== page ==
31 July 2010

3 Weeks Later: A Surgery Update

I am sure that you have all been waiting on tenterhooks (you have, haven't you?) to hear an update after Eamon's frenula surgery. Well, there have been several results, some strongly hoped for, some quite unexpected.

1. Eamon is saying a lot more sounds and "words." I put "words" in quotes because you sort of have to know him to know what he's saying. He has this habit of dropping the last sound off most words. Therefore, "Doh!" means anything from "dog" to "door" to "the sound that you make when someone bumps into something." BUT, Eamon has started babbling more in general. We had read about how most kids talk to themselves for half an hour or so when you put them in bed, practicing sounds to themselves. Well, Eamon NEVER did that before his surgery. About a week afterwards, though, he suddenly started having long, in-depth (if unintelligible) conversations with his stuffed animals. There is, of course, no way to prove that it was because of the surgery, but the timing is awfully coincidental.
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He will also attempt more sounds. For instance, it used to be that if you made a sound, he would try it once. If he couldn't get it right the first time, he would rarely try again. But now, we read books like Mr. Brown Can Moo, and he will actually say "muh" for "moo" and "zzz" for "buzz."
Sunday mornings are fabulous
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2. Eamon can stick out his tongue past his lips! There is no doubt that this is because of the surgery. He still has a faint heart-shape where his frenulum holds his tongue down (they can only cut so much, after all), but his tongue definitely goes out past his lips now.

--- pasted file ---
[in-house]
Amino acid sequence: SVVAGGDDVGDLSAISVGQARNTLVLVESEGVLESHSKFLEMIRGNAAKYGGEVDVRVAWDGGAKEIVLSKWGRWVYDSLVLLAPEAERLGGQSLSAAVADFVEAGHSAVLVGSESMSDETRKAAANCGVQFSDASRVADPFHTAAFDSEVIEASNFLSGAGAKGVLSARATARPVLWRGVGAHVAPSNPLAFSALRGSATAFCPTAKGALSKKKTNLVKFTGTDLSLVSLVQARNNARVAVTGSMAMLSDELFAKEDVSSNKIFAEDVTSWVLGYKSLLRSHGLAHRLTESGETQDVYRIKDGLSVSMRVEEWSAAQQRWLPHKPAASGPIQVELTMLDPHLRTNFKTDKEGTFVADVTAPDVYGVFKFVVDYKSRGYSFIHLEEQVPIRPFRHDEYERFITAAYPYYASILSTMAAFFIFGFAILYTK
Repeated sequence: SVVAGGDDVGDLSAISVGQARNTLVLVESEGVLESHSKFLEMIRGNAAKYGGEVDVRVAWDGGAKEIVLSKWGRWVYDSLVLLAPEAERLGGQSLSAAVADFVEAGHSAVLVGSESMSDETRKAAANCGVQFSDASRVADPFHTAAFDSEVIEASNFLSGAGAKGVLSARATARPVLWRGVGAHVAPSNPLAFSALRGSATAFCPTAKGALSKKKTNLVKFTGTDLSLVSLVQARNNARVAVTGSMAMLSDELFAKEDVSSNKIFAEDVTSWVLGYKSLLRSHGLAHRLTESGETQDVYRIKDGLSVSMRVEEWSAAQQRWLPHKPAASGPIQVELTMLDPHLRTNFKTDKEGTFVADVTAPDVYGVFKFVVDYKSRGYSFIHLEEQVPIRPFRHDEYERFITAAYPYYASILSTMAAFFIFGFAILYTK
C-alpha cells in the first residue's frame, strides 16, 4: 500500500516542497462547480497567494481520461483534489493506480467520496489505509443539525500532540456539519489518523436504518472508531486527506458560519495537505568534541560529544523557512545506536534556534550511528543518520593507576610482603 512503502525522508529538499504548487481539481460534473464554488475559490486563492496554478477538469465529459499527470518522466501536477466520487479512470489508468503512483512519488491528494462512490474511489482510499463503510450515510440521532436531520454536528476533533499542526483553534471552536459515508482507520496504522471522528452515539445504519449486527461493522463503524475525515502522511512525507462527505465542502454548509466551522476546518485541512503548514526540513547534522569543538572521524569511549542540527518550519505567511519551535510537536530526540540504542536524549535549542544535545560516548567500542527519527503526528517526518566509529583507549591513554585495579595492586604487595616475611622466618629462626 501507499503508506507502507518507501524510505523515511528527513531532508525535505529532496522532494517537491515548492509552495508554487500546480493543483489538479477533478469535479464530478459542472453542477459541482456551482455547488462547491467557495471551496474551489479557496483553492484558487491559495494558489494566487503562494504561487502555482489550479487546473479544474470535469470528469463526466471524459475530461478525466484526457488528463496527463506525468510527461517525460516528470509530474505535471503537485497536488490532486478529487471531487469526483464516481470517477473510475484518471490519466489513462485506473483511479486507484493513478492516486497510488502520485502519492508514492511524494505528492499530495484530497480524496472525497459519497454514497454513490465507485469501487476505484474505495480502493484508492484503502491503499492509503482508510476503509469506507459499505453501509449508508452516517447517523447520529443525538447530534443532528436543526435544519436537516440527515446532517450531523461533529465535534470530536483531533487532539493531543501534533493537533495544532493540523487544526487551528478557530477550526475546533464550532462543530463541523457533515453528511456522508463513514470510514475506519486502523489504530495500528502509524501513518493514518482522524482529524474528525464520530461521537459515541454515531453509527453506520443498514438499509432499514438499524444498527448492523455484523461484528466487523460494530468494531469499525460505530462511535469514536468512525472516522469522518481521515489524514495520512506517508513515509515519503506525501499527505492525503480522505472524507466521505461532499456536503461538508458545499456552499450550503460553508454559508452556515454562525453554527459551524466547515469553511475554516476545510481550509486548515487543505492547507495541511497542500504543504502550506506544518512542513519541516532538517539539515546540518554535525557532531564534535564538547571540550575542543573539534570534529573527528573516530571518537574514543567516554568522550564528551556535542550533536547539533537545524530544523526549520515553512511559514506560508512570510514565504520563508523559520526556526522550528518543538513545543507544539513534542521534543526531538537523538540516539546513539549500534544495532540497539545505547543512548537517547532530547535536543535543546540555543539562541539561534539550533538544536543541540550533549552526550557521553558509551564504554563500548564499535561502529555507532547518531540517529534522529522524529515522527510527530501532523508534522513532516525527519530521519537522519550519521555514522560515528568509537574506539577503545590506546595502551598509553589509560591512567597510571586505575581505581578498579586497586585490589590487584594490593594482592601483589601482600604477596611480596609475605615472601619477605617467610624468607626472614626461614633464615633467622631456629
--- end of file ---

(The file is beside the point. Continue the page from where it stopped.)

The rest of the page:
3. He can kiss more normally...when he feels like it. All Eamon's kisses used to involve him opening his mouth wide and sort of enveloping as much of your face as possible. If you were lucky, you got tongue too. They were wet, to the say the least. Now, when he chooses, he can pucker. We still get the sweet and sloppy kisses when he's feeling particularly loving, though.
Yell loudly and carry TWO big sticks

4. The pacifier is gone! I admit it--Eamon was a pacifier baby. He was SO orally fixated as a baby. I never wanted a kid who took a pacifier, but when he was first born, the nurses kept shoving one in his mouth. Family members did, too, and I was so tired and it made him stop crying, so I decided maybe that wasn't the battle to fight. And he loooooved sucking on things so much, that I figured a pacifier would be better than his thumb because at least we could take that away eventually (it is frowned upon to take away their thumbs). Our rule was that he could only have the pacifier when he was in bed or particularly stressed (such as going the doctor, sick, or on long car rides). Nevertheless, I was NOT looking forward to the inevitable pacifier weaning.

BUT! We didn't have to do anything! Apparently, after the surgery, the pacifier just felt wrong in his mouth. Or maybe it hurt? Who knows? Regardless, he just sort of stopped using it. Then he started chewing on the pacifier to the point that he was pulling off the plastic and making it a choking hazard, so we had to take his pacifiers away. AND--he didn't care! Not one bit. When he was sick a few days later, we tried to give him the pacifier just to calm him down and get him to stop crying, and he took it out of habit, but didn't keep it long. He just didn't want it anymore.

5. The oral fixation, overall, has ended. FINALLY. It seemed like Eamon kept putting EVERYTHING in his mouth a lot longer than most kids. EVERYTHING. If he picked it up, it went in his mouth. We had to watch him just about every second. It could get exhausting. But again, I guess because his mouth was hurting for awhile, he just kind of stopped. Things occasionally go in his mouth now, but not nearly as often--mostly just when he's teething and feels like chewing (as opposed to using his mouth to actually examine objects).

SO, for what's it worth, our opinion of the frenula surgery is a positive one. We wish we'd gotten it earlier, but I suppose in terms of the pacifier and the oral fixation, having it at 18 months wasn't too bad, either. Mostly, I'm just glad that Eamon is excited about making new noises and trying to talk so much more than he was (but it's nice not to always get my face washed with kisses, too).

video
So happy...we could just dance!

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